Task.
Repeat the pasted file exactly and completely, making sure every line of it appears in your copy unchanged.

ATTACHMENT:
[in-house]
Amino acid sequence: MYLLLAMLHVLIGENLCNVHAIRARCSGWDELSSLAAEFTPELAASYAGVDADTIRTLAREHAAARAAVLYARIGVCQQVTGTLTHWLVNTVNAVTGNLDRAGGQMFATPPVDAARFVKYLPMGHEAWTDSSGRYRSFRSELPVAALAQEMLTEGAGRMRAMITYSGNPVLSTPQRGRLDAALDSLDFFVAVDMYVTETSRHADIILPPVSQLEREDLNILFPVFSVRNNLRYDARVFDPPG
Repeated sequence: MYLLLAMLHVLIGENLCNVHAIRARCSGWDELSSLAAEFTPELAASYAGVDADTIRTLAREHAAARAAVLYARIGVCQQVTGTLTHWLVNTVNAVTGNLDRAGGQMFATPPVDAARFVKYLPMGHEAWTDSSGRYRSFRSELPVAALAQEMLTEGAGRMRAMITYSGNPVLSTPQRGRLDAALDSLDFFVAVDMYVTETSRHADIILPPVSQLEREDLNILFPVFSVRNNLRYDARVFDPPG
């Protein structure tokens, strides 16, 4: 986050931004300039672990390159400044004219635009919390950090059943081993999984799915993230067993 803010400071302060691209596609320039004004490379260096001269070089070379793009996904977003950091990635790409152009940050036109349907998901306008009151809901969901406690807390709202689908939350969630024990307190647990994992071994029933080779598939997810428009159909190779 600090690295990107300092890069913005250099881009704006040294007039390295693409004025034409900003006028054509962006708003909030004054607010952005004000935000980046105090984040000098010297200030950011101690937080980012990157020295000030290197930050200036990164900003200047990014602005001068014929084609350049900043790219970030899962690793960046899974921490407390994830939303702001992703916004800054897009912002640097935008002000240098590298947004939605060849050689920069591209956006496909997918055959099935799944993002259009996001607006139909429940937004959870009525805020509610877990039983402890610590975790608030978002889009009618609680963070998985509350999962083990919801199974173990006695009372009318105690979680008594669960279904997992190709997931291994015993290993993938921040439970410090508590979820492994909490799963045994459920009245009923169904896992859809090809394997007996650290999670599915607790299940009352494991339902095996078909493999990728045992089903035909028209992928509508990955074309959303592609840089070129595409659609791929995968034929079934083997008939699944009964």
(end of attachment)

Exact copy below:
[in-house]
Amino acid sequence: MYLLLAMLHVLIGENLCNVHAIRARCSGWDELSSLAAEFTPELAASYAGVDADTIRTLAREHAAARAAVLYARIGVCQQVTGTLTHWLVNTVNAVTGNLDRAGGQMFATPPVDAARFVKYLPMGHEAWTDSSGRYRSFRSELPVAALAQEMLTEGAGRMRAMITYSGNPVLSTPQRGRLDAALDSLDFFVAVDMYVTETSRHADIILPPVSQLEREDLNILFPVFSVRNNLRYDARVFDPPG
Repeated sequence: MYLLLAMLHVLIGENLCNVHAIRARCSGWDELSSLAAEFTPELAASYAGVDADTIRTLAREHAAARAAVLYARIGVCQQVTGTLTHWLVNTVNAVTGNLDRAGGQMFATPPVDAARFVKYLPMGHEAWTDSSGRYRSFRSELPVAALAQEMLTEGAGRMRAMITYSGNPVLSTPQRGRLDAALDSLDFFVAVDMYVTETSRHADIILPPVSQLEREDLNILFPVFSVRNNLRYDARVFDPPG
């Protein structure tokens, strides 16, 4: 986050931004300039672990390159400044004219635009919390950090059943081993999984799915993230067993 803010400071302060691209596609320039004004490379260096001269070089070379793009996904977003950091990635790409152009940050036109349907998901306008009151809901969901406690807390709202689908939350969630024990307190647990994992071994029933080779598939997810428009159909190779 600090690295990107300092890069913005250099881009704006040294007039390295693409004025034409900003006028054509962006708003909030004054607010952005004000935000980046105090984040000098010297200030950011101690937080980012990157020295000030290197930050200036990164900003200047990014602005001068014929084609350049900043790219970030899962690793960046899974921490407390994830939303702001992703916004800054897009912002640097935008002000240098590298947004939605060849050689920069591209956006496909997918055959099935799944993002259009996001607006139909429940937004959870009525805020509610877990039983402890610590975790608030978002889009009618609680963070998985509350999962083990919801199974173990006695009372009318105690979680008594669960279904997992190709997931291994015993290993993938921040439970410090508590979820492994909490799963045994459920009245009923169904896992859809090809394997007996650290999670599915607790299940009352494991339902095996078909493999990728045992089903035909028209992928509508990955074309959303592609840089070129595409659609791929995968034929079934083997008939699944009964």